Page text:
(continued on next post)...

    DSC02543.JPG
     
  7. Jul 21, 2019 #7

    vederstein

    vederstein

    vederstein

    Must do dumb things....

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    ...Continued from the previous post

    Then I screwed up. I forgot to remove the bronze bushings from the flywheel. So when it went into the anodizing tank, the process ate away the bearing and coated everything with copper.

    Now I don't know what I'm doing, so what the hell, I just continued on. Then things got really weird. Of the smaller parts, I would anodize several parts at the same time, so the environment was exactly the same. Some parts in the same dip anodized and dyed just fine. (At this point I changed from purple to yellow) and others didn't anodize at all or turned brown.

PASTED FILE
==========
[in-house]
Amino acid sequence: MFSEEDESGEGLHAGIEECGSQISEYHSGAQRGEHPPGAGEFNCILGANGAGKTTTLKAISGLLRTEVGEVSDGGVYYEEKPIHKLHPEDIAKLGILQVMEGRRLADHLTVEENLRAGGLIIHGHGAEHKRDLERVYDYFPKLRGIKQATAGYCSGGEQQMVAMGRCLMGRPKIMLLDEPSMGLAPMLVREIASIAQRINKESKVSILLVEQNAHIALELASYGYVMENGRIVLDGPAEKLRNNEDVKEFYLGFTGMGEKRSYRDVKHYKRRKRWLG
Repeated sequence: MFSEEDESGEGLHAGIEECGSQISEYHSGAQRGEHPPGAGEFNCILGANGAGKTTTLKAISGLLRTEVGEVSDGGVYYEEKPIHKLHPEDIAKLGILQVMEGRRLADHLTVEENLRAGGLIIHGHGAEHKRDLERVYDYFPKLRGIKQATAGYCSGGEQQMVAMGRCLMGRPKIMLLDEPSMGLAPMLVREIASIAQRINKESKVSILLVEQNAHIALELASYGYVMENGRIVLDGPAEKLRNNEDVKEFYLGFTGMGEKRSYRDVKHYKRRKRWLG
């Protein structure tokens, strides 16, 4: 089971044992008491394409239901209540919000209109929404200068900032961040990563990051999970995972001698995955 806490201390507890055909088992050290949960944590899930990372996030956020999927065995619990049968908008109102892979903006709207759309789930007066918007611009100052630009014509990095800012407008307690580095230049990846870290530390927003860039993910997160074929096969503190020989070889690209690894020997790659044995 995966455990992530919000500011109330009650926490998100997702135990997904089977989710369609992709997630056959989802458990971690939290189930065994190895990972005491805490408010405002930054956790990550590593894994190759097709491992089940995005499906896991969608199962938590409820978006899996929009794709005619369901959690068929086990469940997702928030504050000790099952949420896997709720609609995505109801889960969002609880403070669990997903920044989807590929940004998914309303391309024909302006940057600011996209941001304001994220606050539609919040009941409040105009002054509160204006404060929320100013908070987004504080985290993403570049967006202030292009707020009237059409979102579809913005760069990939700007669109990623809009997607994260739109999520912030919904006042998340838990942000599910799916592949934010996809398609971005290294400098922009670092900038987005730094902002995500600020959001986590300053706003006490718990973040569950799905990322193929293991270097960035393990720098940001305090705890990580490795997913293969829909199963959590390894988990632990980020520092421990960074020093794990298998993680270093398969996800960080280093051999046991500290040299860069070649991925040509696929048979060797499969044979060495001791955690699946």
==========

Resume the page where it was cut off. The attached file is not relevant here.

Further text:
DSC02549.JPG

    Now the anodized coating isn't conductive, so a cheap meter to measure electrical continuity is all that's needed to determine if the anodizing actually "took" or not. Those parts that didn't take any color at all didn't anodize. I'll re-process on those parts on an upcoming weekend. The parts that took a slight coloring are anodized, but I don't know why they didn't absorb the dye.

    So as usual with my projects, this was a very mixed bag. I did learn not to put copper based metals in the anodizing tank.

    So I'm quitting for the day. Too hot, too frustrated, too discouraged. But I will persevere!